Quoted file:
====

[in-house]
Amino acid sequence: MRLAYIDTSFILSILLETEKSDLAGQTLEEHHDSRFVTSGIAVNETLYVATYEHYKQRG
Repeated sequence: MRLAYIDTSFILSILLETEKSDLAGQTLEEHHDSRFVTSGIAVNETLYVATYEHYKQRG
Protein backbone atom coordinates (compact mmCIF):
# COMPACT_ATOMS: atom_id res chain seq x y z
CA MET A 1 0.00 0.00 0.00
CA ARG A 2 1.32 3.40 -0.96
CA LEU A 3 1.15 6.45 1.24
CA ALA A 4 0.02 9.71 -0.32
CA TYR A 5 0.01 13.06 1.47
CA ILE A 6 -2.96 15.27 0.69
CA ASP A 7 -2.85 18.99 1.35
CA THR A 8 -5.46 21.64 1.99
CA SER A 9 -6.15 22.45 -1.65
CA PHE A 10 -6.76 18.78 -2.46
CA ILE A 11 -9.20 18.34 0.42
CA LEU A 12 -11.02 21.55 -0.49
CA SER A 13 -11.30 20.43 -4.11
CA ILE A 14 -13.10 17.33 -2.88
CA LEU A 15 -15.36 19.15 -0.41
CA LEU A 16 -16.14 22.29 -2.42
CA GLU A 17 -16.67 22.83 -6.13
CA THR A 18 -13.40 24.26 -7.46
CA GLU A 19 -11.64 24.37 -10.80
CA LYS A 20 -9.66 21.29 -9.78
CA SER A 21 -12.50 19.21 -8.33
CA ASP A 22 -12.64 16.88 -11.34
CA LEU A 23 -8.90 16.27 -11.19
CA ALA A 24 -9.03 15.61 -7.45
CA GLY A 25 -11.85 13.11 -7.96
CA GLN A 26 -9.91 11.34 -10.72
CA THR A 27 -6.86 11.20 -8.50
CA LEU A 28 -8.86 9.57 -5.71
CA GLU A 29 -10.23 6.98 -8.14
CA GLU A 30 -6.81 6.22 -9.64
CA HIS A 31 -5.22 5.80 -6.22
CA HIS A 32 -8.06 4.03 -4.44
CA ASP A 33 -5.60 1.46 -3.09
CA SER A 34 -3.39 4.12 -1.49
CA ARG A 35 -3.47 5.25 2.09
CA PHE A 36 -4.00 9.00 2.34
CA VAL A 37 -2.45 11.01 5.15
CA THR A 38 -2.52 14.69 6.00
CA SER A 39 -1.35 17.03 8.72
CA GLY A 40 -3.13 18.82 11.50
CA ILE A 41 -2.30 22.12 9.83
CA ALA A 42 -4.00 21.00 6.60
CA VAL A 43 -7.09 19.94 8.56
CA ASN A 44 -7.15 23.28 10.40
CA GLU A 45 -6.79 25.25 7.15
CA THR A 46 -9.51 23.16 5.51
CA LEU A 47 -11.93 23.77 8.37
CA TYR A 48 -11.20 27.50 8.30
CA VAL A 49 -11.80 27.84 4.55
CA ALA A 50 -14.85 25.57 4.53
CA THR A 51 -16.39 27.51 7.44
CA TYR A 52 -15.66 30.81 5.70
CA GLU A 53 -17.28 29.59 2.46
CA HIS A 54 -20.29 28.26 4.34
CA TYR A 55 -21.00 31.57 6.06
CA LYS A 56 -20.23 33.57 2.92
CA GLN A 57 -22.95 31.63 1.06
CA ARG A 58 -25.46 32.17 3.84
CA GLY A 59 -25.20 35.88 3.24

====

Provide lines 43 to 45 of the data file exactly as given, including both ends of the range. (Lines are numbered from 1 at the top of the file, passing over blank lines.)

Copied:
CA THR A 38 -2.52 14.69 6.00
CA SER A 39 -1.35 17.03 8.72
CA GLY A 40 -3.13 18.82 11.50